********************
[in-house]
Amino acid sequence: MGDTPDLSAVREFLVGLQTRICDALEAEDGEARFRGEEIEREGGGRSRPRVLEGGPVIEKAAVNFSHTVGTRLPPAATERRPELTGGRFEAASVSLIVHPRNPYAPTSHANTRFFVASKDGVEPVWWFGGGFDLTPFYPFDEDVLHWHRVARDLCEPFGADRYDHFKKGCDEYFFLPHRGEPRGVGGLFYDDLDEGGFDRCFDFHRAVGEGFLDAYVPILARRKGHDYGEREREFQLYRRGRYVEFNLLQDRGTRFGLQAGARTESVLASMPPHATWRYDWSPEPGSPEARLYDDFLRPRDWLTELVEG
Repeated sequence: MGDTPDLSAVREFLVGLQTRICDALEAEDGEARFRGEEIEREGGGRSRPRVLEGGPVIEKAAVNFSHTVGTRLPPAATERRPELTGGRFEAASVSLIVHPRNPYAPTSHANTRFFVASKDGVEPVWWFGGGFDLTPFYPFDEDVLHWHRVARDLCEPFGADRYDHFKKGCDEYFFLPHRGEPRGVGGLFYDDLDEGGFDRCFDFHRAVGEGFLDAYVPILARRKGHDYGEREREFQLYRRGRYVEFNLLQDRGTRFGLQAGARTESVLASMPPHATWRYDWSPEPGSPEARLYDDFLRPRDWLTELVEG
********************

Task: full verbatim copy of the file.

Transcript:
[in-house]
Amino acid sequence: MGDTPDLSAVREFLVGLQTRICDALEAEDGEARFRGEEIEREGGGRSRPRVLEGGPVIEKAAVNFSHTVGTRLPPAATERRPELTGGRFEAASVSLIVHPRNPYAPTSHANTRFFVASKDGVEPVWWFGGGFDLTPFYPFDEDVLHWHRVARDLCEPFGADRYDHFKKGCDEYFFLPHRGEPRGVGGLFYDDLDEGGFDRCFDFHRAVGEGFLDAYVPILARRKGHDYGEREREFQLYRRGRYVEFNLLQDRGTRFGLQAGARTESVLASMPPHATWRYDWSPEPGSPEARLYDDFLRPRDWLTELVEG
Repeated sequence: MGDTPDLSAVREFLVGLQTRICDALEAEDGEARFRGEEIEREGGGRSRPRVLEGGPVIEKAAVNFSHTVGTRLPPAATERRPELTGGRFEAASVSLIVHPRNPYAPTSHANTRFFVASKDGVEPVWWFGGGFDLTPFYPFDEDVLHWHRVARDLCEPFGADRYDHFKKGCDEYFFLPHRGEPRGVGGLFYDDLDEGGFDRCFDFHRAVGEGFLDAYVPILARRKGHDYGEREREFQLYRRGRYVEFNLLQDRGTRFGLQAGARTESVLASMPPHATWRYDWSPEPGSPEARLYDDFLRPRDWLTELVEG